BWW Review: Natalie Douglas Shares Her Love for Cher in Her Latest TRIBUTES at Birdland
It's safe to say that Natalie Douglas is a little obsessed with Cher.
Throughout TRIBUTES: CHER, the latest in her award-winning TRIBUTES series, Douglas made her way through the icon's life from her early career up to the present, both in song and in story. But the real focus of the July 16 show at Birdland wasn't necessarily in identifying with the woman, the myth, the legend that is Cher. (After all, how can anyone fully relate to someone for whom a phrase as simple as "Hi again" is a meme-able moment?)
Really, the show was about kneeling at the altar of Cher and bearing witness to everything she's accomplished. "And if someone says Cher's voice is not good? That person is stupid," she joked. "She is singing her ass off. That's why it looks the way it does at 72."
Douglas opened the proceedings with a fun, slightly daring choice in "Welcome to Burlesque" (Charlie Midnight/Matthew Gerrard/Steve Lindsey/John Patrick Shanley) from BURLESQUE, going for a less sultry and more straightforwardly inviting vibe than the source material. In fact, inviting is the perfect word to describe Douglas's demeanor all night long. If her incredible vocals weren't enough to put you at ease, her loose, joyous energy was more than enough to do the trick.
Take her thrilling cover of "Dark Lady" (Johnny Durrill), before which she warned that audience participation during the chorus required two claps, not three. With that order of business out of the way, she dove in fully, belting her way through the bewitching '70s hit. Afterward, she gushed, "I had no idea that was so much fun to sing, you guys." But the audience knew because you could feel how much fun she was having, long before she said it explicitly.
Between numbers, she recalled tidbits---often juicy ones---from Cher lobbing insults at Sonny during the leaner years of the late '60s to hating the demo for "If I Could Turn Back Time" because it was sung by the songwriter---and longtime Cher collaborator---Diane Warren. "She's one of your friends," Douglas grimaced to hilarious effect.
She always had time to find a light moment, even leading into her haunting rendition of "Bang Bang (My Baby Shot Me Down)" (Sonny Bono). Paired with an almost militaristic drum beat, it was the perfect marriage of Cher and Nancy Sinatra's interpretations while never falling into mimicry. "Now Sonny wrote this song," she said with a tilt of her head, joking about the song's mystifying tempo change before she began. "And, suddenly, the tarantella!" With the number, she had two false starts, though she could've restarted 100 times and it would've been worth it for that tempo change alone, which sparked big laughs from the crowd and a lot of good-natured head-shaking from Douglas after the sprint was over.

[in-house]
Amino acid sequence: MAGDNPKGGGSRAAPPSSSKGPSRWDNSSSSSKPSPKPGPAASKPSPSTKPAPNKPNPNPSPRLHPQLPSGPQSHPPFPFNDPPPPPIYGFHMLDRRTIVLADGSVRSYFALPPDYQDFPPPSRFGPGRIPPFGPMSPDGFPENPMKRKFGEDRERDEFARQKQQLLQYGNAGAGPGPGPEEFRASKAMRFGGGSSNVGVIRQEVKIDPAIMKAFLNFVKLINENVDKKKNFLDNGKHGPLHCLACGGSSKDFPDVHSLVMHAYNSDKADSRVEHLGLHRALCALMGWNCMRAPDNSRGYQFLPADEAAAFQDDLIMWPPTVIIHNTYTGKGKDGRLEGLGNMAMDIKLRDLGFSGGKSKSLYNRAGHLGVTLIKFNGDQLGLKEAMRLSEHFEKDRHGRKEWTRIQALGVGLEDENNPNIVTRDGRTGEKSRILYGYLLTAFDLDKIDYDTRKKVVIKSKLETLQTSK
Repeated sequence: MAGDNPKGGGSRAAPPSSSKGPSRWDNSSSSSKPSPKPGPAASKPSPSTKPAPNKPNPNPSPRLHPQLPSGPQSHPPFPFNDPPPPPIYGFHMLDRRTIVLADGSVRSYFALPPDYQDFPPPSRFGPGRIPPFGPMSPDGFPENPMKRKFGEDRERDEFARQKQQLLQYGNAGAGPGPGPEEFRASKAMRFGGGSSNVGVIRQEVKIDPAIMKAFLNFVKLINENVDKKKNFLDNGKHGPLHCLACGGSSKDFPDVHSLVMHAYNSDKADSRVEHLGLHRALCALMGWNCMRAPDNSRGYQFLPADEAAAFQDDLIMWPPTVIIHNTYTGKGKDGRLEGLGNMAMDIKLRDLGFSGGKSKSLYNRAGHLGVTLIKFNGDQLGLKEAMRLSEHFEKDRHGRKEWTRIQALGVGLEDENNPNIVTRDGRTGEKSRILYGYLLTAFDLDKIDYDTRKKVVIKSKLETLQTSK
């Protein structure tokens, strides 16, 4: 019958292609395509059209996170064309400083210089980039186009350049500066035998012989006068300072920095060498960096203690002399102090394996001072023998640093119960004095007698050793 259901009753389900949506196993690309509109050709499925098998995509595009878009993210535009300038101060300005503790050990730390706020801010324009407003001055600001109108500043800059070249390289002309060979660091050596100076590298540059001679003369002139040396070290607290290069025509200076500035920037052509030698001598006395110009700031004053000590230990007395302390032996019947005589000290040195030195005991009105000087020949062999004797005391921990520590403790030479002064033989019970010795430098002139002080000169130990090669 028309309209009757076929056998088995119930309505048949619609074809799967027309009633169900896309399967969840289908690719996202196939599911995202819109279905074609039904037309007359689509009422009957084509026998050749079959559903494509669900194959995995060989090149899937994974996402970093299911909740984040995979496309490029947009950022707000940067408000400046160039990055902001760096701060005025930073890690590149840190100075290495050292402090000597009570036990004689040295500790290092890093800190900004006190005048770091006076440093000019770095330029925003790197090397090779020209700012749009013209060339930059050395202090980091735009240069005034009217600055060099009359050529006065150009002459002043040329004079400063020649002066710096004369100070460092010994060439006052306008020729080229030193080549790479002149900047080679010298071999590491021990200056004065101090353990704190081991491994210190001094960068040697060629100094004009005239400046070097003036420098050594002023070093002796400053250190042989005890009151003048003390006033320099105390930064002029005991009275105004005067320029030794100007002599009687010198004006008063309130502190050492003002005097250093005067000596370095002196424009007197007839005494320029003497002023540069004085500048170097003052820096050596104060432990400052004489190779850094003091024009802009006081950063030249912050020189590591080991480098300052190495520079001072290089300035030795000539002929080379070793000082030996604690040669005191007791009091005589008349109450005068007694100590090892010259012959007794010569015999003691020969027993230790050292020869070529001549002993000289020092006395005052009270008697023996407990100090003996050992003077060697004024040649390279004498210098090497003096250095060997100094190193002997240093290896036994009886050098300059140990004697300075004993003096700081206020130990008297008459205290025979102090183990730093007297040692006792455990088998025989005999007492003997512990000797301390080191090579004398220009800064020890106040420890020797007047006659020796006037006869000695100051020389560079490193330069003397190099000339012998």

If knowing her Cher-story weren't enough, she'd also traveled to Vegas to see the singer's act, for research, she said. A not-insignificant amount of the act was simply Douglas conjuring up her recollections of that night, like the star's decision coming out looking like the Virgin Mary in a gondola for "After All" (Dean Pitchford/Tom Snow). "It makes no sense whatsoever and it's the best thing I've ever seen," she raved.
And, even though, as Douglas noted, Cher and Peter Cetera never sang it live together, she was not without a duet partner for her rendition, bringing Garth Kravitz (currently on Broadway in GETTIN' THE BAND BACK TOGETHER) onstage for the soaring ballad.
Douglas shook things up as well, with the help of music director Brian Nash on piano and keyboards, along with Alec Berlin on guitar, Endea Owens on electric and acoustic bass, and Jerome Jennings on drums. Nash's arrangement on "I Found Someone" (Michael Bolton/Mark Mangold) culminated with Douglas transitioning into "If I Could Turn Back Time," and even though she barely dipped a toe into the latter, the result was so explosive, it'd be impossible to accuse her of giving the song short shrift.
The show ended as it began, with a number from a campy movie musical, this time a cover of
After weaving sunny asides in between ballads and belters and hits to form a kind of friendship bracelet for the audience, this marked yet another perfect instance of Douglas celebrating the beauty of what fandom can be at its best. It was a sacred space where people who recognize the genius of a charming, insanely talented chanteuse could come together joyfully and leave everything else at the door. And, no, I'm not just talking about Cher.
Troy Frisby is an entertainment writer and digital news producer based in New York. Follow him on Twitter @TroyFrisby.